Skip to comments.Luther and Erasmus: The Controversy Concerning the Bondage of the Will
Posted on 01/01/2006 4:48:03 PM PST by HarleyD
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Judas was also chosen by Jesus.
That is why we don’t cut deals with the communists in the Dem party anymore.
It is always a joy to be reminded of a thread running years ago.
Of course, Judas was a chosen apostle also, but he betrayed his Teacher and the apostolic purpose that the others fulfilled.
But he also enabled the sacramental purpose for which Jesus was born.
In that Judas was a tool rather than the master.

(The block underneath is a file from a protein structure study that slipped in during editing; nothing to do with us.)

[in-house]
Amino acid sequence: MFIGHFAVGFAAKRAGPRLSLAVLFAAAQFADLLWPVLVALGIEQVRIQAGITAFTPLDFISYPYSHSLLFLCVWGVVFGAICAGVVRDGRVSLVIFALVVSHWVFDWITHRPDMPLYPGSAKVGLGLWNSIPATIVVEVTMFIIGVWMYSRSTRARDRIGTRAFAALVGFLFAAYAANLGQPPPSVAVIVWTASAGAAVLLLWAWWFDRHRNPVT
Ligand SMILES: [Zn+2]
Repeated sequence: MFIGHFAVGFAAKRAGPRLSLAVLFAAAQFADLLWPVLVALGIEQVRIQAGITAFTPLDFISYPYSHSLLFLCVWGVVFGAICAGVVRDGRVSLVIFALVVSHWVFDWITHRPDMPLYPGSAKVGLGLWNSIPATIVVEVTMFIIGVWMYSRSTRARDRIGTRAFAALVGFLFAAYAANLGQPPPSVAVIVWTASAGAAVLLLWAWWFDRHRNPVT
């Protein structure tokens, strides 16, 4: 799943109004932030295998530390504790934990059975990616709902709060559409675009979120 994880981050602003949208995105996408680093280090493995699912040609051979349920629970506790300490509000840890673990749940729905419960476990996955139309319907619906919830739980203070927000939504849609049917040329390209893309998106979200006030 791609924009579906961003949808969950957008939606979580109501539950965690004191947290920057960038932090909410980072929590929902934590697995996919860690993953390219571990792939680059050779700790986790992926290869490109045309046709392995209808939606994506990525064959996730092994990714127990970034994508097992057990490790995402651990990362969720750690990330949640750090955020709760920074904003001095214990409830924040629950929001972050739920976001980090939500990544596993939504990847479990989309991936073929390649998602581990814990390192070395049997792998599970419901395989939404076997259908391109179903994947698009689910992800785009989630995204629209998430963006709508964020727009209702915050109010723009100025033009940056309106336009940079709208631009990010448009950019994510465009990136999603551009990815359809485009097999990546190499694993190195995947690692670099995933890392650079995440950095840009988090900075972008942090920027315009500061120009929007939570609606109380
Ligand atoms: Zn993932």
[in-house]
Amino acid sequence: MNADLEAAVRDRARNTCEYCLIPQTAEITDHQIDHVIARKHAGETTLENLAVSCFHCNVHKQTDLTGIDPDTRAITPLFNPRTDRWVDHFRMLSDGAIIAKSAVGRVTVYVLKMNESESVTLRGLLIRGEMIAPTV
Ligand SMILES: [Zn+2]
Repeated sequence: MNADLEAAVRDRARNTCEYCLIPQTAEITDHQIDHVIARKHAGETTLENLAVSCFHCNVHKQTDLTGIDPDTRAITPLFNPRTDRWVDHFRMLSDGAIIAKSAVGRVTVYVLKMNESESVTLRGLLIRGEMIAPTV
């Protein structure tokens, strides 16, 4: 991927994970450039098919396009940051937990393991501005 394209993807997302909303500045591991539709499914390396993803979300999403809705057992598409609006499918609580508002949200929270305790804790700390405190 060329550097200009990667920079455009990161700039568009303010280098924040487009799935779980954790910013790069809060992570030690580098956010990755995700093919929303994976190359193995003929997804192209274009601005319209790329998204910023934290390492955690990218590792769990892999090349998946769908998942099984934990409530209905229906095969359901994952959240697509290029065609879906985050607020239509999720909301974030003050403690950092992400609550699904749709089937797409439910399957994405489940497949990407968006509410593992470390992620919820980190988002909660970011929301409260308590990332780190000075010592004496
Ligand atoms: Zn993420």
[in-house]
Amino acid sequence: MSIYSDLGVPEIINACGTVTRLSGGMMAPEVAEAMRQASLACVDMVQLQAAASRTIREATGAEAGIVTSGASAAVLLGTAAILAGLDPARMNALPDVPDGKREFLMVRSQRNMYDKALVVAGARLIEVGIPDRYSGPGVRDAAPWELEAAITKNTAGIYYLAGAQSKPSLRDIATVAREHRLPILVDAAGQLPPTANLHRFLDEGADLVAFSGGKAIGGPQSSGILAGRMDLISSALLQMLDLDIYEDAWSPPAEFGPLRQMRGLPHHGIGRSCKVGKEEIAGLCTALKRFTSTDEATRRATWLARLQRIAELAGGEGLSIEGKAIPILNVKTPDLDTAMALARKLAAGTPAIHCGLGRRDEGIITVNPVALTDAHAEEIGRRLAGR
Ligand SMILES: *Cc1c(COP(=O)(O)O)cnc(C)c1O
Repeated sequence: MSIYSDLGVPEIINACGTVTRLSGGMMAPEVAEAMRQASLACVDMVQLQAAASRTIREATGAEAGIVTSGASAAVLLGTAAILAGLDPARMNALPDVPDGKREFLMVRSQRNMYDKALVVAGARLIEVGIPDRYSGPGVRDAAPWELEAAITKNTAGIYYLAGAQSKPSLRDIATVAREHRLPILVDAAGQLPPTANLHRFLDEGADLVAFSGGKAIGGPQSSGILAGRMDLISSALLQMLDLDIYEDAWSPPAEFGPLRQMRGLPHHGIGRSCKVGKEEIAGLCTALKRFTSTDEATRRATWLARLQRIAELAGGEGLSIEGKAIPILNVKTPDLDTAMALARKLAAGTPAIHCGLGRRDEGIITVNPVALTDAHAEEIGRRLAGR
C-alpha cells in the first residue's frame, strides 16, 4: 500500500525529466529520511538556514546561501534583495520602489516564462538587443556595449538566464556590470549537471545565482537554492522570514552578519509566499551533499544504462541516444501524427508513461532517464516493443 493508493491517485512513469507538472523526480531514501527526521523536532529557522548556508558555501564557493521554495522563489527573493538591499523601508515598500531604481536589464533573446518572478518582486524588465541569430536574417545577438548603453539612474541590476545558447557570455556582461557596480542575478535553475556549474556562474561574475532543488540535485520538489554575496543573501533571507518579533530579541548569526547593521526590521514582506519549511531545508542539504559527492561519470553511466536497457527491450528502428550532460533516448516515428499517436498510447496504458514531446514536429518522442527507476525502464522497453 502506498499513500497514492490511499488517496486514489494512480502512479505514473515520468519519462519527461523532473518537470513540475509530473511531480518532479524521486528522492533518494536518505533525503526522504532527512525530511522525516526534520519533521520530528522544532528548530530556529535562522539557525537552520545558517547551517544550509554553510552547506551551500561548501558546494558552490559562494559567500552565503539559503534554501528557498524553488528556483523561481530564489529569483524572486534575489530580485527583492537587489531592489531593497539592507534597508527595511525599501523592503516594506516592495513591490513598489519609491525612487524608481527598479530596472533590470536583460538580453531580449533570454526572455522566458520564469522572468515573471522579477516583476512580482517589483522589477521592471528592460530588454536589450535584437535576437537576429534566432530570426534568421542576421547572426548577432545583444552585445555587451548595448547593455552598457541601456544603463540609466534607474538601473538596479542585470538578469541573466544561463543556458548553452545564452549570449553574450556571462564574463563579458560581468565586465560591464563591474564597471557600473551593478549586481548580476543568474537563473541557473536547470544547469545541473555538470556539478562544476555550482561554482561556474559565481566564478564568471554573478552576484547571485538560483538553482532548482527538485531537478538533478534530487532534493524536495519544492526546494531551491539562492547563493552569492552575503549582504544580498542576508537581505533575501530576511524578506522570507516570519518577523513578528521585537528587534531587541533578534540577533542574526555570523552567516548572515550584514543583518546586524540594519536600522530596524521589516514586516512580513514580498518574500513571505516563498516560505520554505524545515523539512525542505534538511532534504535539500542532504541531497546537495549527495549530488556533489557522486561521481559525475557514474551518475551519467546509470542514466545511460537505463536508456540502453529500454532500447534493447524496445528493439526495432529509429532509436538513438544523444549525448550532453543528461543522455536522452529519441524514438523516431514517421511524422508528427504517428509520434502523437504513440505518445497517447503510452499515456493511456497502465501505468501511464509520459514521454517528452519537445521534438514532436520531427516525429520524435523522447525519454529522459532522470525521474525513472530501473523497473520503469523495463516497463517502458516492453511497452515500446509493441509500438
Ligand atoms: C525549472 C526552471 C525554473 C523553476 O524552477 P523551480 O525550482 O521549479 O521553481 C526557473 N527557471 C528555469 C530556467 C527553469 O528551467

Yeah, right. People don’t seem to read what Luther wrote, instead developing their own ideas about his ideas and propagating those as his. In the Conclusion of “The Bondage of Free Will” (sic!) he writes to Erasmus of Rotterdam (author of “On Free Will”), “I greatly commend and extol you for this thing also, that you are the only man of all my antagonists that hath attacked the heart of the subject, the head of the cause [i.e. Luther’s claim that we are not endowed by God with free will and so, we can’t really be expected to chose good over evil - hence, our evil actions would really be God’s fault, given Luther’s understanding of grace, which is as devious as it is outrageous]; instead of wearing me out with those extraneous points, the Papacy, Purgatory, Indulgences, and a number of like topics, which may more fitly be called trifles, than matters of debate : a sort of chase, in which nearly all my opponents have been hunting me hitherto in vain. You are that single and solitary individual, who hath seen the hinge of the matters in dispute, and hath aimed at the neck : I thank you for this from my heart [...]”. Undeterred by Erasmus’ rebuttal in Hyperaspistes, Luther himself continued to acknowledge that what he wrote in “The Bondage of Free Will” was most important to him, as he wrote 12 years later in a letter to Wolfgang Capito, “Regarding [the plan] to collect my writings in volumes, I am quite cool and not at all eager about it because, roused by a Saturnian hunger, I would rather see them all devoured. For I acknowledge none of them to be really a book of mine, except perhaps the one On the Bound Will and the Catechism.” But then, realizing what Luther really meant would make everyone run, not walk, back to the Roman Catholic Church faster than anyone could say “Luther.”
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